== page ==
By William Stanley Braithwaite
O mistress of the world! Heaven’s own dear child!
Priestess of Joy, and things that holy are;
Under thy smile men’s hearts are reconciled,
And after thy light, they follow, as a star
Follows the moon across the tide
A constant wooer at its side.
And I will follow, follow thee so far
Across the tide of life, and will adore
And worship thee in visions evermore.
O Maiden of shy innocence I say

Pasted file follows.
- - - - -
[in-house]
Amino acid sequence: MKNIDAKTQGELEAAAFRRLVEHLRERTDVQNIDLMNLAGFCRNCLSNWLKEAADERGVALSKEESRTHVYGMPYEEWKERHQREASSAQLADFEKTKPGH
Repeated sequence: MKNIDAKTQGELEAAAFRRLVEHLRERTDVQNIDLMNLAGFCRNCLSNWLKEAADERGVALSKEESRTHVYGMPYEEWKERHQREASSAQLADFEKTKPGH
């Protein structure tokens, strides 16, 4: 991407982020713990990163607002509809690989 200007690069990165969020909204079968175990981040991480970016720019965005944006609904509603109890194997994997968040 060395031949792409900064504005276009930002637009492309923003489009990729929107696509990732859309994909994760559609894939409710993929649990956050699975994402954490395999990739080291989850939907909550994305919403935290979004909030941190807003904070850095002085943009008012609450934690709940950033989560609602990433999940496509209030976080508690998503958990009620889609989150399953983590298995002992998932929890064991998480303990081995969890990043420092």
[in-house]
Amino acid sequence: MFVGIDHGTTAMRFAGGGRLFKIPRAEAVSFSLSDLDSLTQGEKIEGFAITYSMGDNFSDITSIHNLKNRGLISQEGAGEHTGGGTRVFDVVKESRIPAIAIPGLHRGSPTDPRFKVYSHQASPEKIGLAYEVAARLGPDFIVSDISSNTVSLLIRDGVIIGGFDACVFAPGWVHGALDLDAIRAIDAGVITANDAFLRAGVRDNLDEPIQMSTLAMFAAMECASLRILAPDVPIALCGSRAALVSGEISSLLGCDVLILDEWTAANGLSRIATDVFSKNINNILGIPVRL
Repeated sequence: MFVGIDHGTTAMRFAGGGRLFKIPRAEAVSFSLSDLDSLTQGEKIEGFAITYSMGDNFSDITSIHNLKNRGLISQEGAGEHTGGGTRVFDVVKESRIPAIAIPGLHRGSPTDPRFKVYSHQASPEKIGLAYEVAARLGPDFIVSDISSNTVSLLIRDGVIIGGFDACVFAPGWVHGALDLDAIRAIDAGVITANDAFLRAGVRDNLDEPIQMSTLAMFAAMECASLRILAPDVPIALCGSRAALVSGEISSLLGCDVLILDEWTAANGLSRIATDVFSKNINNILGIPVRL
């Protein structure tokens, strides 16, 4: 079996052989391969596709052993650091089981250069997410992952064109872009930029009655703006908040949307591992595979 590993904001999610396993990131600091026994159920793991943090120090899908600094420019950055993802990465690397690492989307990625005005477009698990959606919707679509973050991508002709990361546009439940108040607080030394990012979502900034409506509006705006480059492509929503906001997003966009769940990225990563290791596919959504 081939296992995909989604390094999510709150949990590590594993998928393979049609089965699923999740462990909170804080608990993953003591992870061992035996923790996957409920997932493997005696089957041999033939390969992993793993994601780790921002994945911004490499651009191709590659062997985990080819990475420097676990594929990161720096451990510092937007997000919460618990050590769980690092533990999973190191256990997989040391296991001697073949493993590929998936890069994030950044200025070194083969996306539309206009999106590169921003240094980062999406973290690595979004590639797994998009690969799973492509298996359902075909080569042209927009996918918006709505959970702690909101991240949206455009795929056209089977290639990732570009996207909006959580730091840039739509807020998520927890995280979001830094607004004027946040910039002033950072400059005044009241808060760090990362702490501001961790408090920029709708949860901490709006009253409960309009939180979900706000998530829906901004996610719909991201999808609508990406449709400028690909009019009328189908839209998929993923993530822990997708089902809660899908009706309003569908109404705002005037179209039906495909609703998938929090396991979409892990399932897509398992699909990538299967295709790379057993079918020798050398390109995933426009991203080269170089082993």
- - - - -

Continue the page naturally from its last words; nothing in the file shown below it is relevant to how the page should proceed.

Thou art too fair to live in widowhood;
Since Keats, thy lover, sleeps in Roman clay,
For thee to be forsaken were not good.
I fain would be thy wooer,
Thou canst not find one truer,
For I will love thee in whatever mood
Thy sensitive and most delicate soul
Doth on my spirit work its sweet control.
And it shall nevermore be truly said
The glory of the world hath passed away;
Ah, no! the heart of dreams shall raise its head
And Poesy again will hold her sway.
Oh, give me power to teach
The wonder of thy speech,
And give thy heavenly message to our day:
For the barren hearts of men have need
Of the humane influence of thy creed.